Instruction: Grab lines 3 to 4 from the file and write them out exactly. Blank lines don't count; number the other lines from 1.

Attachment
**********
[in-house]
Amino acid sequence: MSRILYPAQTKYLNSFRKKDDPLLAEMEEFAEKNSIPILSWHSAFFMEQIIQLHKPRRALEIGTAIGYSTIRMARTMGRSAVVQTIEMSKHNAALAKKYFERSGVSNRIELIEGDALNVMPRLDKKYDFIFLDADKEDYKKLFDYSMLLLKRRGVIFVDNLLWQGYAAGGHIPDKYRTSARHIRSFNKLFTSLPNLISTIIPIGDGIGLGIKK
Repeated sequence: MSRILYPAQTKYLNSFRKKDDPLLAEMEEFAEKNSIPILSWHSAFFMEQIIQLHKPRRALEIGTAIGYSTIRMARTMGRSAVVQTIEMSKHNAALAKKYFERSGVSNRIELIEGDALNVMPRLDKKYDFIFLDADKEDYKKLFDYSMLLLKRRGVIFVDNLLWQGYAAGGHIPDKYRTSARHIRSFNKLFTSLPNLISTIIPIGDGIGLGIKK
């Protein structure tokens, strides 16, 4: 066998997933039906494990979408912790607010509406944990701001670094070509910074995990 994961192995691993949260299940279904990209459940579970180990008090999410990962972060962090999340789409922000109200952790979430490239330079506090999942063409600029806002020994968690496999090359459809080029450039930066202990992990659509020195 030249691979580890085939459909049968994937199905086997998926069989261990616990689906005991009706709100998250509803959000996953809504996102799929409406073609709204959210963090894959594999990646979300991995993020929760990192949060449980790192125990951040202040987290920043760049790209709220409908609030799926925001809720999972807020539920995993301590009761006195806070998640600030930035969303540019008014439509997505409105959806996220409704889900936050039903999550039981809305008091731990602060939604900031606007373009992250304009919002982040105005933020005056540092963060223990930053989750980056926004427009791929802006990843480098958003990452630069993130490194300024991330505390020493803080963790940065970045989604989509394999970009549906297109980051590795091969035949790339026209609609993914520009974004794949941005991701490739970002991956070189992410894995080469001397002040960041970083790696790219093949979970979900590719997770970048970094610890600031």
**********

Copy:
Repeated sequence: MSRILYPAQTKYLNSFRKKDDPLLAEMEEFAEKNSIPILSWHSAFFMEQIIQLHKPRRALEIGTAIGYSTIRMARTMGRSAVVQTIEMSKHNAALAKKYFERSGVSNRIELIEGDALNVMPRLDKKYDFIFLDADKEDYKKLFDYSMLLLKRRGVIFVDNLLWQGYAAGGHIPDKYRTSARHIRSFNKLFTSLPNLISTIIPIGDGIGLGIKK
């Protein structure tokens, strides 16, 4: 066998997933039906494990979408912790607010509406944990701001670094070509910074995990 994961192995691993949260299940279904990209459940579970180990008090999410990962972060962090999340789409922000109200952790979430490239330079506090999942063409600029806002020994968690496999090359459809080029450039930066202990992990659509020195 030249691979580890085939459909049968994937199905086997998926069989261990616990689906005991009706709100998250509803959000996953809504996102799929409406073609709204959210963090894959594999990646979300991995993020929760990192949060449980790192125990951040202040987290920043760049790209709220409908609030799926925001809720999972807020539920995993301590009761006195806070998640600030930035969303540019008014439509997505409105959806996220409704889900936050039903999550039981809305008091731990602060939604900031606007373009992250304009919002982040105005933020005056540092963060223990930053989750980056926004427009791929802006990843480098958003990452630069993130490194300024991330505390020493803080963790940065970045989604989509394999970009549906297109980051590795091969035949790339026209609609993914520009974004794949941005991701490739970002991956070189992410894995080469001397002040960041970083790696790219093949979970979900590719997770970048970094610890600031």